Swipe, swipe, swipe-Conclusion by Mary Wakeford
Warning: The author has noted that this contains the highest level of language.|
Part 2 of 2.
With the daunting task of putting together a memorable New Year's Eve wedding in three short months, I called on my bestie from the nestie for an assist.
'It' happened when we were at the register with the transaction of the rusty bunny being rung up. Kayla remarked we banked at the same institution and pulled her debit/credit out for confirmation. Her Mary carried a different last name, but they were otherwise identical in appearance. SWIPE $45.32. I blame the erroneous purchase on the cinnamon vanilla aroma wafting through our nostrils.
We found the perfect antique table for the tiered wedding cake at the second antique store of the day...SWIPE $54.00. The following evening, I received a call from Kayla, asking me to check my car for her misplaced credit/debit card. I rummaged through my car, poking every crevice between the seats, glovebox, side pockets with a flashlight, then searched every Mason jar for the errant card to no avail. I called her back and reported no luck finding her card. I sensed in her, happy optimism that it couldn't be far. She likely left it in a pants pocket. Brunhilda hoped it wasn't stolen and being used to finance illegal activities. Before ending our phone conversation, I suggested she say a prayer to St. Anthony, the finder of lost things. He always comes through for me.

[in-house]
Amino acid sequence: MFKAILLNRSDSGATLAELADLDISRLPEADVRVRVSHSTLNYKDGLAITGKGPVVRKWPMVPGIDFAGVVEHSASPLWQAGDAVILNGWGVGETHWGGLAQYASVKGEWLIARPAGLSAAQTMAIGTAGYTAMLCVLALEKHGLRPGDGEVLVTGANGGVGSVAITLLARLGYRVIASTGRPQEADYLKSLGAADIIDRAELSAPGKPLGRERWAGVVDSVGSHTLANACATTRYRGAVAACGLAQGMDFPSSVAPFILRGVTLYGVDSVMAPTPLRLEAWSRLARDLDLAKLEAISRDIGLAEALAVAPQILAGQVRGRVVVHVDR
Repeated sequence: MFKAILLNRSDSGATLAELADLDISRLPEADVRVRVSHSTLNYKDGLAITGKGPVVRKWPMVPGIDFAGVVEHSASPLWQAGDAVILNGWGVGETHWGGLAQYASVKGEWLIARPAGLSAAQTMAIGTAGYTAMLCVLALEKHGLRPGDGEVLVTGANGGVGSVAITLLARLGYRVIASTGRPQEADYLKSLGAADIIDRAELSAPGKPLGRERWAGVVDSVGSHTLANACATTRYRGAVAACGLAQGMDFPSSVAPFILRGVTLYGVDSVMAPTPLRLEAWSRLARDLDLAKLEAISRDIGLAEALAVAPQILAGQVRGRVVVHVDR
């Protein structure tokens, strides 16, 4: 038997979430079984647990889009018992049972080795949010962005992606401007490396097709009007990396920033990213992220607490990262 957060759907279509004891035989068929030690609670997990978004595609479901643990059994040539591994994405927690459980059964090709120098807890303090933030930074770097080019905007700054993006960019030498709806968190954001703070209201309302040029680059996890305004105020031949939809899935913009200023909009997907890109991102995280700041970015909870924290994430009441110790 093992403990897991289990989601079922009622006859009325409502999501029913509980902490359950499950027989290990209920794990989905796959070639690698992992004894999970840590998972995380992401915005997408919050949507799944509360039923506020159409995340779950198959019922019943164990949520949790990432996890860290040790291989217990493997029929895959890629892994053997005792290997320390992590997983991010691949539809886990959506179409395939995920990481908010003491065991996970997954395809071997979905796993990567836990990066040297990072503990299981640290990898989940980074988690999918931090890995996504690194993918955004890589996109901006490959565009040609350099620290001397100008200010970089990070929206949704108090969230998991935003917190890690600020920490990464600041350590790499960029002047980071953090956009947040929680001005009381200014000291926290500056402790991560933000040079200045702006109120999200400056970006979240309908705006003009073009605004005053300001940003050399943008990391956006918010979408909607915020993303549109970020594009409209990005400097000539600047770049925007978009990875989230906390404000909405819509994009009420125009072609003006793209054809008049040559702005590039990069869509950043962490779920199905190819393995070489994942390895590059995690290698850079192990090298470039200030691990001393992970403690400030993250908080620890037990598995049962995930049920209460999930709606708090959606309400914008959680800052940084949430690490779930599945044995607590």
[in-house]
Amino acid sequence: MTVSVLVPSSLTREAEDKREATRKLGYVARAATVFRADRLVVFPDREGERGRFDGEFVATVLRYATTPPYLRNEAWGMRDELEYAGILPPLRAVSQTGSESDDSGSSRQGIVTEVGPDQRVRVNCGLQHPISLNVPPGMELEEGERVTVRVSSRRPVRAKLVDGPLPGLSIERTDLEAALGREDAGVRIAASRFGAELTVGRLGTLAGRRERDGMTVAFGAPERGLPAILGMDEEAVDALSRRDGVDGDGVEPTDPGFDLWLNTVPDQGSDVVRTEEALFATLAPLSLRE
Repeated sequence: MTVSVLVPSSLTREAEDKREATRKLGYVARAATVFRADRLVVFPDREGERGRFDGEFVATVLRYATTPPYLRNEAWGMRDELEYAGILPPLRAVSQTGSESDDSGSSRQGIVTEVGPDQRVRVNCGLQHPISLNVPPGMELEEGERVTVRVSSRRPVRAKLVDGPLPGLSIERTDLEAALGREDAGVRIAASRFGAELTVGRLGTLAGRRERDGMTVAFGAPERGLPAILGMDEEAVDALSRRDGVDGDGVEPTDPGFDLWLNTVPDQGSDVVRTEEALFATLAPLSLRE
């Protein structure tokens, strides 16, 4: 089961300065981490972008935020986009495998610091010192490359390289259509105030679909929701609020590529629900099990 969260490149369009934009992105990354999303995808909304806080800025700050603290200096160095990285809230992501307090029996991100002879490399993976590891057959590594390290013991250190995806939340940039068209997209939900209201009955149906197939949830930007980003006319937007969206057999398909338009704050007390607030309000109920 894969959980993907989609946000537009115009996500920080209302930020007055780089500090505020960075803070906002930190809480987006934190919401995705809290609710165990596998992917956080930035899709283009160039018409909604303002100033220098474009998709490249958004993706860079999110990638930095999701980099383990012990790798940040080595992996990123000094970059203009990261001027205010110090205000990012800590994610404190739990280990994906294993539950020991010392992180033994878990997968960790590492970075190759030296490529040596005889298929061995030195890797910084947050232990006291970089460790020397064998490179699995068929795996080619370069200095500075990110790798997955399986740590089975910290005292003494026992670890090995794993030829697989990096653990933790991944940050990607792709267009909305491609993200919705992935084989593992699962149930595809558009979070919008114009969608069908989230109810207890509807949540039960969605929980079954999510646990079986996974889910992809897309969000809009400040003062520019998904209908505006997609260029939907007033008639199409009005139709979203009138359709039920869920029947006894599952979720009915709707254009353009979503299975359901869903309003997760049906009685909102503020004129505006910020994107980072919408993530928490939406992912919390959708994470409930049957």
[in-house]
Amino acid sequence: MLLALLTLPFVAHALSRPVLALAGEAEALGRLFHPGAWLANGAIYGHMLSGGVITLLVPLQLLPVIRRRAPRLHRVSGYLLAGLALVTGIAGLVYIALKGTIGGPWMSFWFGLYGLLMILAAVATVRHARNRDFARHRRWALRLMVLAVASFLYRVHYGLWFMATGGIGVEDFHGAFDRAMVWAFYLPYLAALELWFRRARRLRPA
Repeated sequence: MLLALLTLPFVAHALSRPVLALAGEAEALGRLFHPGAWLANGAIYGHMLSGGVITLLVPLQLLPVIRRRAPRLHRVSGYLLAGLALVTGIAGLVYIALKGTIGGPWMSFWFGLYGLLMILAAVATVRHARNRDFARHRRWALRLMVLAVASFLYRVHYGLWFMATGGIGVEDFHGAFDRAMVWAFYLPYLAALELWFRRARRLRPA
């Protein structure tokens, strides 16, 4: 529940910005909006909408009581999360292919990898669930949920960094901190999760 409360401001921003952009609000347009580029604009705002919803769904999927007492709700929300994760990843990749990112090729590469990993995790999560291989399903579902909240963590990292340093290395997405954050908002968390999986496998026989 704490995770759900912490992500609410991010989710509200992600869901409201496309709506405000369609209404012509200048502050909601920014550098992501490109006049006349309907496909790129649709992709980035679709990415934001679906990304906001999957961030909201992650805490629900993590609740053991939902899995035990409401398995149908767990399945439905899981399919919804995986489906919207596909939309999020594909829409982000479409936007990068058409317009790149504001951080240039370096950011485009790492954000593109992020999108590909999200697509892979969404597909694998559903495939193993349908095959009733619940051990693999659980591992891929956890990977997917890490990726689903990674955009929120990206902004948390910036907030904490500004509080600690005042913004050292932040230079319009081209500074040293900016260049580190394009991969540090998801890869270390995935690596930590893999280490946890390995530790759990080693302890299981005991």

I hit the ground running the following Monday morning, designed a card for my daughter's bridal shower scheduled for early December, then sped off to the post office to buy stamps for the oversized shower and wedding invitations which required extra postage for the oversized design. Brunhilda, my snarky inner voice suggested I read the small print next time on the design template to avoid wasting money on postage. Swipe $144.00.
I followed that errand with a trip to JoAnn's Craft Store for a purchase of tulle and other wedding decor. Swipe- DENIED. I turned my credit card the other direction and tried again. Swipe-DENIED. Next time I rotated the card and flipped it over. Swipe-THREE STRIKES, YOU'RE OUUUUT, BITCH!
Brunhilda snarked "This happens to you e.v.e.r.y damn time--How do you still not know which direction to swipe your card? Give the damn thing to the clerk so we can finish this transaction. I have to pee!" So I surrendered my debit card to the clerk. She swiped it, and remarked, "I'm so sorry, this card is no longer viable."
Then I remembered. I received a new debit card the week before with the expiration date updated to 2014. I fumbled around my purse and came up with the new card just as Brunhilda crossed my legs to stem the stream. SWIPE-SUCCESS!
As I approached my parked car fumbling my baggage, I hit the wrong button for unlock, popping the fuel tank lid, then trunk before getting it right. I heard Bruni moan. Once securing the lapbelt, Brunhilda snapped I should have cut the old card into pieces the minute I received the new one to avoid this kind of problem, then made a mental note to remind me to do that the minute we arrived home, after she pee'd. Then she forgot to remind me.
Later that evening, I sat at the dining room table with my daughters, addressing the oversized envelopes for the bridal shower. That's when Bruni remembered to launch the 'shred card' reminder. Caligraphy pen in hand, I asked my youngest daughter to fetch my purse, pull out the weathered debit card vs. the shiny new one, and cut it into a zillion pieces to deter potential identity theft. She did a thorough job with Operation Scissor Shred.